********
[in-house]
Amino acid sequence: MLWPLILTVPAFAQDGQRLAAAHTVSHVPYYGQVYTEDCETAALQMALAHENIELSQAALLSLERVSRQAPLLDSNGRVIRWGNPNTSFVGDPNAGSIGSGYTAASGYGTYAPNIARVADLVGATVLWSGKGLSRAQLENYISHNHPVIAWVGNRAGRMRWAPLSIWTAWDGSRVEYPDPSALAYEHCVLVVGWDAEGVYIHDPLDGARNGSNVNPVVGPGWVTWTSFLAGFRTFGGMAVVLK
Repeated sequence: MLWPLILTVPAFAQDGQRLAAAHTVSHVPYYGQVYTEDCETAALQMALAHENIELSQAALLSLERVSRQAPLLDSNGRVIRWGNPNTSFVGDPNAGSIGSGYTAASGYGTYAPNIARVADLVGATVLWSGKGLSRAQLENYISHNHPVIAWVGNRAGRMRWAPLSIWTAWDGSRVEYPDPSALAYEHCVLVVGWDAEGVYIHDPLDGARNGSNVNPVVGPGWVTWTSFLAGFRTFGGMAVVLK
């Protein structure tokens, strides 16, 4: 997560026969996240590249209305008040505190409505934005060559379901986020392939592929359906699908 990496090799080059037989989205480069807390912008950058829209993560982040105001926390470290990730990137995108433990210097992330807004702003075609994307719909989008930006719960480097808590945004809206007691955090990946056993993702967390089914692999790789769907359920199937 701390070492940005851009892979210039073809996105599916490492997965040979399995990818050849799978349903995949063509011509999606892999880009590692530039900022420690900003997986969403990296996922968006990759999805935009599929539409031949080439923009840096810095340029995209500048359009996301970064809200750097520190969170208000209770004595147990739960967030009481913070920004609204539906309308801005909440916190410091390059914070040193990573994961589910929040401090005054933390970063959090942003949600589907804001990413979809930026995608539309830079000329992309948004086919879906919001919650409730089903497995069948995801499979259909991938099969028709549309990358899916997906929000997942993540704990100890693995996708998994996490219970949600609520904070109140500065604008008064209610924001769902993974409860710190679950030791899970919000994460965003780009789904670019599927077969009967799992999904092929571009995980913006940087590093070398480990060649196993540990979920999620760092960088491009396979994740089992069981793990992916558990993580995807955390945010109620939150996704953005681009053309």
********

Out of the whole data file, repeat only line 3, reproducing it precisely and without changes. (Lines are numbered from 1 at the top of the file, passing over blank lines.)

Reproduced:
Repeated sequence: MLWPLILTVPAFAQDGQRLAAAHTVSHVPYYGQVYTEDCETAALQMALAHENIELSQAALLSLERVSRQAPLLDSNGRVIRWGNPNTSFVGDPNAGSIGSGYTAASGYGTYAPNIARVADLVGATVLWSGKGLSRAQLENYISHNHPVIAWVGNRAGRMRWAPLSIWTAWDGSRVEYPDPSALAYEHCVLVVGWDAEGVYIHDPLDGARNGSNVNPVVGPGWVTWTSFLAGFRTFGGMAVVLK